From 2000 to 2007, I lived and worked in downtown San Francisco, and did not need a car to commute, so I never bothered to get one. When Acxiom purchased Kefta, they moved us to Foster City, 23 miles away and with no credible transit options, so I ended up buying a BMW 525i. I considered getting a Prius or a Lexus GS 450h hybrid, but opted not to. The Toyota faulty accelerator pedal fiasco makes me glad I passed.

In the eighties, Audi lost two thirds of its sales due to an unjustified rumor that its cars were prone to “sudden acceleration”. It took them 15 years to recover. The damage to Toyota will be even worse, since in this case there is in fact a problem, and the company’s damning slowness in responding will be excoriated in the court of public opinion, destroying a mostly deserved reputation for building reliable, if ugly cars. Ford, Hyundai and Honda must be licking their chops right now.

To my surprise the recall was brought home to me. Two months ago, I was car #3 in a 4-car collision (I braked in time, but the car behind me did not have as good brakes and tires as mine and rear-ended me into the car in front of me). My car has been in the garage since then and I rented a car from Enterprise Rent-a-Car (I try to patronize my clients whenever possible). The car is a Pontiac Vibe, which is essentially the same as the Toyota Matrix, both made right here in the Bay Area in the recently shuttered Fremont NUMMI plant. It has the faulty part, and Enterprise called me to exchange the car (kudos to them for being so proactive).

On August 28, 2009, California Highway Patrol officer Mark Saylor died in a horrendous car crash in San Diego county, along with his wife, daughter and brother-in-law, while driving a loaner Lexus ES350. The brother-in-law actually called 911 to report the accelerator was jammed. This was a different issue, one of incorrect floor mat causing the accelerator pedal to jam in the fully opened position. The car was traveling at over 100mph before the driver lost control, the car went airborne, turned over and crashed with an explosion, killing all the passengers instantly. The dealership bears a heavy responsibility in these deaths for fitting the incorrect mats, and failing to respond to a previous driver’s report of a similar incident. The rubber mats on my BMW have bolts that lock them in position with no chance of slipping, and I am surprised Lexus had such shoddy engineering in the first place. Perhaps the reputation of German engineers is not overdone, after all.

On modern cars, the brakes and even the handbrake have enough stopping power to counter the engine’s maximum torque. There is the option to switch the car to neutral gear, assuming there is no malfunction of the transmission. Shutting down the engine is not recommended, as that would also cut power to brakes and power steering, but in any case this car had a keyless ignition system, which requires pressing and holding the ignition button for three seconds. If you are in a panic situation with an unfamilar car, it is highly unlikely you will get this maneuver right, assuming you have three seconds to spare in the first place. I have a similar system in my own car, and had no idea what the procedure is to shut down a running engine.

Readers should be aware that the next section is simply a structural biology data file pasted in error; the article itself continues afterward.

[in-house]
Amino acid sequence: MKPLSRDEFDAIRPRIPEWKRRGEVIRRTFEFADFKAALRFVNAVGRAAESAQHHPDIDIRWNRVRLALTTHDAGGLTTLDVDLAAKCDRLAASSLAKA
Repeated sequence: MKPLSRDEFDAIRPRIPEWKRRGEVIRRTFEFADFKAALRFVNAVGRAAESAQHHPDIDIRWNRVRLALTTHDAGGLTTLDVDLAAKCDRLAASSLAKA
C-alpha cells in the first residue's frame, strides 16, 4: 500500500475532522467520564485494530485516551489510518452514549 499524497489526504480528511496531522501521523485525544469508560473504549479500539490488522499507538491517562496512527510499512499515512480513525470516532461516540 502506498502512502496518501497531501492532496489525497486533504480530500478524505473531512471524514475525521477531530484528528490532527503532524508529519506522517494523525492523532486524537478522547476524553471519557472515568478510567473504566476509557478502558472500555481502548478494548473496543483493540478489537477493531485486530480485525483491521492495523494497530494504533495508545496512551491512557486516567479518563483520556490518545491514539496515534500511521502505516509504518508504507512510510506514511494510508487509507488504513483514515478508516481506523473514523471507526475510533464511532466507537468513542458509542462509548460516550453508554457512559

Modern carmakers are integrators, assembling parts made by their subcontractors. It is not an exaggeration to say the German carmakers are mostly Bosch OEMs. The accelerator pedal involved in the Toyota recall is made by CTS, a US telecom gear maker who only incidentally makes auto parts. Historically Japanese companies have been resistant to using parts from non-Japanese suppliers. In many cases this was due to the keiretsu system of companies interwoven by complex cross-holdings, a successor to the zaibatsu system outlawed after the post-war US occupation of Japan. In other cases, it was due to objective factors — Japanese electronics manufacturers use high-speed power screwdrivers to speed up assembly, and US-made screws used inferior alloys compared to Japanese screw makers, stripping too easily. It took severe pressure and the threat of sanctions from US trade representatives to convince Japanese carmakers to give US suppliers a chance. This incident is likely to harden Japanese executives’ suspicion of gaijin suppliers.

On modern cars, the accelerator pedal is “drive by wire”, i.e. it is an electronic peripheral that feeds the engine control computer. Airbus introduced fly-by-wire controls in its aircraft as more conservative Boeing stuck to hydraulic controls, and this was a significant factor in Airbus overtaking Boeing in airliners. Change takes time, and carmakers are understandably hesitant to change a critical safety organ like brakes. The brake pedals are still hydraulically linked to the brakes, but have an electronic sensor to control the rear brake lights and disengage cruise control.

BMWs, Audis, and even cheaper cars like Volkswagen or Chrysler have a feature called brake override where the engine control will disable the accelerator when the brake pedal is applied. Toyota deliberately chose not to implement such a system, which would have saved Mark Saylor’s life and his family’s. This refusal is particularly incomprehensible since the hardware is already here, and the change should only require a software change and the ensuing QA and certification cycle. The software was not bad per se, but the requirements were incomplete, and this is yet one more case where bad software kills.

Update (2014-03-19):

Toyota was hit today by the Department of Justice with a record $1.2B criminal fine for its attempted cover-up, and admitted guilt. GM is apparently next.